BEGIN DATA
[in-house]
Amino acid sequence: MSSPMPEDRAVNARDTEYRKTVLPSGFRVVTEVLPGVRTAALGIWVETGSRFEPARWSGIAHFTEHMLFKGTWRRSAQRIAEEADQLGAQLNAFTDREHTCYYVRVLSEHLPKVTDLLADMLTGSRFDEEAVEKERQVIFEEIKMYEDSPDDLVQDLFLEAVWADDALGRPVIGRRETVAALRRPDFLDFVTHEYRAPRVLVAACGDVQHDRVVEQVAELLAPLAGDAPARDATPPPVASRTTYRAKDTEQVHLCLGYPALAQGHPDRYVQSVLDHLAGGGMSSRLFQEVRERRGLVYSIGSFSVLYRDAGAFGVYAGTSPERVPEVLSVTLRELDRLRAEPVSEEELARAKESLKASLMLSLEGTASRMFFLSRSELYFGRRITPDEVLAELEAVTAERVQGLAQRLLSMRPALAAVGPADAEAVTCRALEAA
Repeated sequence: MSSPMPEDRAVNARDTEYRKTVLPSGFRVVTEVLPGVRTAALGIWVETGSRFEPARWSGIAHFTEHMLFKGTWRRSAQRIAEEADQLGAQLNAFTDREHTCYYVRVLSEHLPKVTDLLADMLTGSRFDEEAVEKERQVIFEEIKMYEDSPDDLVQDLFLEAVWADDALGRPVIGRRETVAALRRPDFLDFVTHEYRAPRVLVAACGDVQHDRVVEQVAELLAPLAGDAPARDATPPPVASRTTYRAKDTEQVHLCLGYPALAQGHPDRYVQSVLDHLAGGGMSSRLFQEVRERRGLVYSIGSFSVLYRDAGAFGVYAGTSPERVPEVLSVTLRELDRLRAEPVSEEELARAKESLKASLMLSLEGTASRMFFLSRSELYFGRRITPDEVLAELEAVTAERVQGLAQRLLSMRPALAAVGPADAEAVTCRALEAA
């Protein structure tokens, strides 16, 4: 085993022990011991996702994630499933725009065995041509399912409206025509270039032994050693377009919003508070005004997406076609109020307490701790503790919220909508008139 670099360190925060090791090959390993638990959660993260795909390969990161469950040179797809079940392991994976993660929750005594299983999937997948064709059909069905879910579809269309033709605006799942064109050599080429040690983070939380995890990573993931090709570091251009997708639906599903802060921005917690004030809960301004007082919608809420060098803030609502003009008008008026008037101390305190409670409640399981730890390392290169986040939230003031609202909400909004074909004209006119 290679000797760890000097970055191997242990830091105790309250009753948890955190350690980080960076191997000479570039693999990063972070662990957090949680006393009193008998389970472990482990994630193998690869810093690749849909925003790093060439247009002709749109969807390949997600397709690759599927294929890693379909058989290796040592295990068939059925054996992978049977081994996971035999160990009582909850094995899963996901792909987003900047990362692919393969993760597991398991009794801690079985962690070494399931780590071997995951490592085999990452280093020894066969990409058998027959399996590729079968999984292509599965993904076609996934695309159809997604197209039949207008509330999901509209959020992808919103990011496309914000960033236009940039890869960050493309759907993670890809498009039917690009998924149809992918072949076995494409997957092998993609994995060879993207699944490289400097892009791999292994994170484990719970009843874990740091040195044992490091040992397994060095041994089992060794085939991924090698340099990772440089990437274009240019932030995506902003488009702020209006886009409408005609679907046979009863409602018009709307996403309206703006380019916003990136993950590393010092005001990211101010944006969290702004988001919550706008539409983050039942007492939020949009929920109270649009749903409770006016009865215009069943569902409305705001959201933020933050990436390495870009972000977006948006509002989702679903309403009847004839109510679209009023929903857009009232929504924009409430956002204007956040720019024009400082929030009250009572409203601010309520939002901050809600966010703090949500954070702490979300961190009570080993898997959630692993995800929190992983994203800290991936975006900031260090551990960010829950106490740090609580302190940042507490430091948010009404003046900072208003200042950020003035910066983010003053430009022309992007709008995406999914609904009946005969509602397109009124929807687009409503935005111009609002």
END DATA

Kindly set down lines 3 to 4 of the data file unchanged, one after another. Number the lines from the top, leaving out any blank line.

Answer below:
Repeated sequence: MSSPMPEDRAVNARDTEYRKTVLPSGFRVVTEVLPGVRTAALGIWVETGSRFEPARWSGIAHFTEHMLFKGTWRRSAQRIAEEADQLGAQLNAFTDREHTCYYVRVLSEHLPKVTDLLADMLTGSRFDEEAVEKERQVIFEEIKMYEDSPDDLVQDLFLEAVWADDALGRPVIGRRETVAALRRPDFLDFVTHEYRAPRVLVAACGDVQHDRVVEQVAELLAPLAGDAPARDATPPPVASRTTYRAKDTEQVHLCLGYPALAQGHPDRYVQSVLDHLAGGGMSSRLFQEVRERRGLVYSIGSFSVLYRDAGAFGVYAGTSPERVPEVLSVTLRELDRLRAEPVSEEELARAKESLKASLMLSLEGTASRMFFLSRSELYFGRRITPDEVLAELEAVTAERVQGLAQRLLSMRPALAAVGPADAEAVTCRALEAA
């Protein structure tokens, strides 16, 4: 085993022990011991996702994630499933725009065995041509399912409206025509270039032994050693377009919003508070005004997406076609109020307490701790503790919220909508008139 670099360190925060090791090959390993638990959660993260795909390969990161469950040179797809079940392991994976993660929750005594299983999937997948064709059909069905879910579809269309033709605006799942064109050599080429040690983070939380995890990573993931090709570091251009997708639906599903802060921005917690004030809960301004007082919608809420060098803030609502003009008008008026008037101390305190409670409640399981730890390392290169986040939230003031609202909400909004074909004209006119 290679000797760890000097970055191997242990830091105790309250009753948890955190350690980080960076191997000479570039693999990063972070662990957090949680006393009193008998389970472990482990994630193998690869810093690749849909925003790093060439247009002709749109969807390949997600397709690759599927294929890693379909058989290796040592295990068939059925054996992978049977081994996971035999160990009582909850094995899963996901792909987003900047990362692919393969993760597991398991009794801690079985962690070494399931780590071997995951490592085999990452280093020894066969990409058998027959399996590729079968999984292509599965993904076609996934695309159809997604197209039949207008509330999901509209959020992808919103990011496309914000960033236009940039890869960050493309759907993670890809498009039917690009998924149809992918072949076995494409997957092998993609994995060879993207699944490289400097892009791999292994994170484990719970009843874990740091040195044992490091040992397994060095041994089992060794085939991924090698340099990772440089990437274009240019932030995506902003488009702020209006886009409408005609679907046979009863409602018009709307996403309206703006380019916003990136993950590393010092005001990211101010944006969290702004988001919550706008539409983050039942007492939020949009929920109270649009749903409770006016009865215009069943569902409305705001959201933020933050990436390495870009972000977006948006509002989702679903309403009847004839109510679209009023929903857009009232929504924009409430956002204007956040720019024009400082929030009250009572409203601010309520939002901050809600966010703090949500954070702490979300961190009570080993898997959630692993995800929190992983994203800290991936975006900031260090551990960010829950106490740090609580302190940042507490430091948010009404003046900072208003200042950020003035910066983010003053430009022309992007709008995406999914609904009946005969509602397109009124929807687009409503935005111009609002």